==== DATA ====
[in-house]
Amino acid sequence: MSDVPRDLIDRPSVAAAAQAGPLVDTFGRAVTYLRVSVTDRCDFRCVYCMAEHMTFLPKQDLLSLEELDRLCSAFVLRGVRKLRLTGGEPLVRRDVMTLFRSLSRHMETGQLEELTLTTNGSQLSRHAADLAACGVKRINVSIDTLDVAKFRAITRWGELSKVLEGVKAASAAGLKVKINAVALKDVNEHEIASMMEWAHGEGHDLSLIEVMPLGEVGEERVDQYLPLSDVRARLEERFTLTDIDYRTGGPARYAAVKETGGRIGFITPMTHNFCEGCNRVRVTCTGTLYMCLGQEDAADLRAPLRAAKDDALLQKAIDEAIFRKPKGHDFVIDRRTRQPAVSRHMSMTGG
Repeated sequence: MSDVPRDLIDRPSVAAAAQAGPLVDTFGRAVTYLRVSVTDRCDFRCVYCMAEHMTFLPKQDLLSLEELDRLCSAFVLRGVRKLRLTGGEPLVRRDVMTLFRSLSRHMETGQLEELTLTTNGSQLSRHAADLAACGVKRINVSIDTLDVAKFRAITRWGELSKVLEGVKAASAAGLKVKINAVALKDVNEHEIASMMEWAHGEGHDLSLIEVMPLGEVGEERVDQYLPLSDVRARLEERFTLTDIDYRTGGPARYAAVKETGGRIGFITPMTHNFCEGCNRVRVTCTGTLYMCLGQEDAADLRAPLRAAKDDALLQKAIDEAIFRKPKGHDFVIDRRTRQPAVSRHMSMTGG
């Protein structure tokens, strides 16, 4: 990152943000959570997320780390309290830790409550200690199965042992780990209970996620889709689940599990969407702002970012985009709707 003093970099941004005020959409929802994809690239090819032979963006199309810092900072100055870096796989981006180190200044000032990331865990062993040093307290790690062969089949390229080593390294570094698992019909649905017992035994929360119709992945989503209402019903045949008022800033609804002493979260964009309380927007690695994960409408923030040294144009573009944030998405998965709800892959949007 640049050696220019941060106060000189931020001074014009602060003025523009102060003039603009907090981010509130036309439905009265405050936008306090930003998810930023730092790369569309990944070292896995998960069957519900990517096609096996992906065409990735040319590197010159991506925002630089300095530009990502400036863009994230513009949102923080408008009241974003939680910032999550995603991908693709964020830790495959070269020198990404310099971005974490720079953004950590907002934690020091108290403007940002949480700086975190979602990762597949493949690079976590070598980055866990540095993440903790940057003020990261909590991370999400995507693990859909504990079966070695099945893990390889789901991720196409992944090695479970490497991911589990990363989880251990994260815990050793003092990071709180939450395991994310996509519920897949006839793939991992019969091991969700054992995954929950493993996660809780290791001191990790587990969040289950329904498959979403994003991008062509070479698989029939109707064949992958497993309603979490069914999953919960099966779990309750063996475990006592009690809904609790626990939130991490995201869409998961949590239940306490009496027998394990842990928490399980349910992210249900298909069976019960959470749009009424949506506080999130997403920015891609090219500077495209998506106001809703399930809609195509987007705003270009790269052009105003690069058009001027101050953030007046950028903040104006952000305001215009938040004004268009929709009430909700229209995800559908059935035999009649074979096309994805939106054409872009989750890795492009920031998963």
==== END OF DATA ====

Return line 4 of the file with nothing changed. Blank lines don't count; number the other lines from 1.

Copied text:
């Protein structure tokens, strides 16, 4: 990152943000959570997320780390309290830790409550200690199965042992780990209970996620889709689940599990969407702002970012985009709707 003093970099941004005020959409929802994809690239090819032979963006199309810092900072100055870096796989981006180190200044000032990331865990062993040093307290790690062969089949390229080593390294570094698992019909649905017992035994929360119709992945989503209402019903045949008022800033609804002493979260964009309380927007690695994960409408923030040294144009573009944030998405998965709800892959949007 640049050696220019941060106060000189931020001074014009602060003025523009102060003039603009907090981010509130036309439905009265405050936008306090930003998810930023730092790369569309990944070292896995998960069957519900990517096609096996992906065409990735040319590197010159991506925002630089300095530009990502400036863009994230513009949102923080408008009241974003939680910032999550995603991908693709964020830790495959070269020198990404310099971005974490720079953004950590907002934690020091108290403007940002949480700086975190979602990762597949493949690079976590070598980055866990540095993440903790940057003020990261909590991370999400995507693990859909504990079966070695099945893990390889789901991720196409992944090695479970490497991911589990990363989880251990994260815990050793003092990071709180939450395991994310996509519920897949006839793939991992019969091991969700054992995954929950493993996660809780290791001191990790587990969040289950329904498959979403994003991008062509070479698989029939109707064949992958497993309603979490069914999953919960099966779990309750063996475990006592009690809904609790626990939130991490995201869409998961949590239940306490009496027998394990842990928490399980349910992210249900298909069976019960959470749009009424949506506080999130997403920015891609090219500077495209998506106001809703399930809609195509987007705003270009790269052009105003690069058009001027101050953030007046950028903040104006952000305001215009938040004004268009929709009430909700229209995800559908059935035999009649074979096309994805939106054409872009989750890795492009920031998963």